Buy a house, they said.
It will be fun, the said.
It’s an investment that brings a great return, they said.
They were wrong.
Three years ago, my husband and I set out to purchase our first home. A beautiful four-bedroom, two-story house in a great subdivision in Bryan, Ohio.
Bryan is home to lots of things — Spangler Candy, which makes Dum Dum suckers, and the Ohio Art Company, which once made the Etch-a-Sketch. What Bryan isn’t home to right now, is a thriving housing market.
Don’t get me wrong, when we first placed our house on the market in September, the market was thriving. Our realtor even told us to start looking for a new home because she believed we would be sorting through multiple offers by the end of the week.
She was wrong.
By week’s end the market had taken an unexpected turn and the once thriving housing market in the area was unreasonably silent. Few showings and no offers.
By December, when it was time to move to Indiana for my job with KPC Media, the weather took an unseasonable cold turn, and our once warm and cozy home began to sit empty.
For the next several months we would have only a few scheduled viewings of our home, and no offers. Still we would write a check for our mortgage and utility payments. Month after month, money drained from our bank accounts and the hope of selling our first home was becoming less and less promising.
By February, we would receive an offer, it was low, but with the cost of carrying two home draining our reserves, we had to move forward. A few weeks later the sale fell through when an appraiser valued our home well below market value and too low for the FHA loan the buyer was seeking. The thought of walking to the table and handing over a check for more than $5,000 for what was supposed to be an “investment” wasn’t something we could stomach.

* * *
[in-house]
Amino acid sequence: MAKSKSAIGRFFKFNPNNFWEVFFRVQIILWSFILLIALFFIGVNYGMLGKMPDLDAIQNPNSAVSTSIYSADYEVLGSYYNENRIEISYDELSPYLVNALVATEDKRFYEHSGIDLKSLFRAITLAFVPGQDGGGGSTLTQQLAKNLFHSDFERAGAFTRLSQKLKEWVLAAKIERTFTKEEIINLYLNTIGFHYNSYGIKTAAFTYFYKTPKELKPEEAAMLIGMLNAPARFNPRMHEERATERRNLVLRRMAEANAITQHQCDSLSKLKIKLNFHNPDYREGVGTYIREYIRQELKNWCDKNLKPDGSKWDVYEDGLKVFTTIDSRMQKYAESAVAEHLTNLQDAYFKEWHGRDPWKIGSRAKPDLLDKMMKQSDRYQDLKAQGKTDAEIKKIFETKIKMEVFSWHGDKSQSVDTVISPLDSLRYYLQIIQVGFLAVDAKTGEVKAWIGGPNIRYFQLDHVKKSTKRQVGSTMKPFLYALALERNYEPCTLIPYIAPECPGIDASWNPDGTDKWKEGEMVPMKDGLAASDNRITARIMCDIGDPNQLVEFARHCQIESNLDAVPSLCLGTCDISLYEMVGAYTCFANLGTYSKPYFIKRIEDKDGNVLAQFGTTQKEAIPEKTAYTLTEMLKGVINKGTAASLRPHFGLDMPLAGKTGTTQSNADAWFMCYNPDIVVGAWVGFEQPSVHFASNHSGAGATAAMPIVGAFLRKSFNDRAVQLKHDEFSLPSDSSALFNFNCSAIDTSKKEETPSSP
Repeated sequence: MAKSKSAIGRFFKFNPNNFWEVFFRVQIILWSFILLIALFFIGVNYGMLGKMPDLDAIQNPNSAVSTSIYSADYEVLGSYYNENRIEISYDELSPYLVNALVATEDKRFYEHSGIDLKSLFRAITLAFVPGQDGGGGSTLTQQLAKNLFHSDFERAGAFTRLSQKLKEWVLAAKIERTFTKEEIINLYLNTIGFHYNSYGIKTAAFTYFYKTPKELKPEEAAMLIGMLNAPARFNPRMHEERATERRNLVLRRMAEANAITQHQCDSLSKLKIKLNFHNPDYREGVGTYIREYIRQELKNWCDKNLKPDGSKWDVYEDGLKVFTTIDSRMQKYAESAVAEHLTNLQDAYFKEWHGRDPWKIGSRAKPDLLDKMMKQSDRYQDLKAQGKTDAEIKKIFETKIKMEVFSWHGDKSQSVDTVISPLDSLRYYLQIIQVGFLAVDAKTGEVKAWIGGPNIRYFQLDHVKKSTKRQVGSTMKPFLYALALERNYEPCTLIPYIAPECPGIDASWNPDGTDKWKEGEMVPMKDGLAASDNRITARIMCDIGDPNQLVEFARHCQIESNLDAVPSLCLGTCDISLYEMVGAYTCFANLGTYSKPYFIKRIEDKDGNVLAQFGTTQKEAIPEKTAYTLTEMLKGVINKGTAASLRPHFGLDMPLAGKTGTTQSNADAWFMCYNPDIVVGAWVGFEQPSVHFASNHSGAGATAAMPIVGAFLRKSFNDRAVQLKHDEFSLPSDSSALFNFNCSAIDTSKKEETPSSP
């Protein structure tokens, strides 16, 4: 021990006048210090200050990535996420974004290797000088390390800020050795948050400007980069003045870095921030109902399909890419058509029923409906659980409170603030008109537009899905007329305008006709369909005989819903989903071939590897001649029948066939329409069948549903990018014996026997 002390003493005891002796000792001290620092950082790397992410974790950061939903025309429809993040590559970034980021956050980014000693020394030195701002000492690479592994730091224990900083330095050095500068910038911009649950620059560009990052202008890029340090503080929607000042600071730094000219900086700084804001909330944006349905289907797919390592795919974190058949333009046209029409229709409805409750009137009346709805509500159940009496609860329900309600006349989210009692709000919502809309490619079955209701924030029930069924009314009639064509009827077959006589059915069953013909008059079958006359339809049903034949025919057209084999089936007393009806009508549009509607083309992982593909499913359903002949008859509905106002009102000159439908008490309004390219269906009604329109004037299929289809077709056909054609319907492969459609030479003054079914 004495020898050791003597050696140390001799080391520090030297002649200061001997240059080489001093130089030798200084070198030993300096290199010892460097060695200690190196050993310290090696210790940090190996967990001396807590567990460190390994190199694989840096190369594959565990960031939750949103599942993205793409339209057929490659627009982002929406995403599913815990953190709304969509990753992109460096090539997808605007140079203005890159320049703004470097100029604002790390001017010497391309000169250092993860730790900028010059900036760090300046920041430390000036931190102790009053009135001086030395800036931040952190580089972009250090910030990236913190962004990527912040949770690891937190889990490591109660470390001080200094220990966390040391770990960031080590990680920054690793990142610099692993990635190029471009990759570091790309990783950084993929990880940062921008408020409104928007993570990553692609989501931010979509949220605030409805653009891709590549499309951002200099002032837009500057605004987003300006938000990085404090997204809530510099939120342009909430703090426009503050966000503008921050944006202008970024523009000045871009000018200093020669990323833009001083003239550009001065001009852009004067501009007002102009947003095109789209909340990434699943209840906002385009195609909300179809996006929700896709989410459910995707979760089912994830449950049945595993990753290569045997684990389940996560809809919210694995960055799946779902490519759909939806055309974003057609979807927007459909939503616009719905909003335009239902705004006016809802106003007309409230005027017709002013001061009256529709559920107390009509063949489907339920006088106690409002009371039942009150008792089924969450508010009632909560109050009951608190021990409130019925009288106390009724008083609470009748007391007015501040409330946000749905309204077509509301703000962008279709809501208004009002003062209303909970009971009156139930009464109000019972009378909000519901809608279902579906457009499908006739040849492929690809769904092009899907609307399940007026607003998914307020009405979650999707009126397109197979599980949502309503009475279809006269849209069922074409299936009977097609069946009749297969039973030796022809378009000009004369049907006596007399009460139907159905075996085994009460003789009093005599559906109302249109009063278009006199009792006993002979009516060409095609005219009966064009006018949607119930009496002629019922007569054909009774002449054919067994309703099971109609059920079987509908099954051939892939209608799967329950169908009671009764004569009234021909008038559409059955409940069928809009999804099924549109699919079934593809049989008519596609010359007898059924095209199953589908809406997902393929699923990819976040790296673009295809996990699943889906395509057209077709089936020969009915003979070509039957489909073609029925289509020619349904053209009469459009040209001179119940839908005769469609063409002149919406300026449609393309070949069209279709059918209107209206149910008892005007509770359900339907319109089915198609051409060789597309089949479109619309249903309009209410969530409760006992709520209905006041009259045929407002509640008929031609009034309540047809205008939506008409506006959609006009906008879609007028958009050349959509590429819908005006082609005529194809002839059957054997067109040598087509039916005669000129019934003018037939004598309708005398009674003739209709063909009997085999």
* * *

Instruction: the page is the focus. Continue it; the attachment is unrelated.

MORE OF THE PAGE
A week later we would receive another offer, this one less than the previous. We countered and decided on a figure that left us walking away empty handed. At least we weren’t bringing a check to the table.
Over the next few months we learned a lot about selling a home, mostly that we never want to do it again.
There is much heartache and break in watching other pick at your home – they don’t like the paint colors, your landscape, the way you designed your kitchen. The thought of someone else nickel-and-diming you all the way to the closing table just so they can take what was once yours and turn it into theirs is disheartening.
Maybe, if we were walking away from this sale with a remotely sizable sum of money I might feel differently, but for now, it stinks.
We have written multiple articles about how the housing market in the four-county area is hurting. We need more “nice” homes for hard-working families. I can tell you for a fact this is true. Our family has much to contribute to Noble County. Two professional working adults, three great kids to participate and grow in the school system, but because of the lack of affordable and desirable rentals in the area, we had to relocate to the north side of Allen County, for now.
There are homes to be purchased in the area, yes, but not all meet the requirements for sizeable families on a moderate income. And honestly, I’m not sure, given what we have experienced, that I’m ready to slide a chair right up to the closing table just yet.
If we want to focus on the housing need within our area, I suggest we look at creating not just single-family homes for buyers, but affordable, executive-type homes for renters. Without such housing, Noble County and beyond could be missing out on the contributions of hard-working families within the community because they, like us, will be forced to look elsewhere.
And that is an investment I think many would be disappointed to miss out on.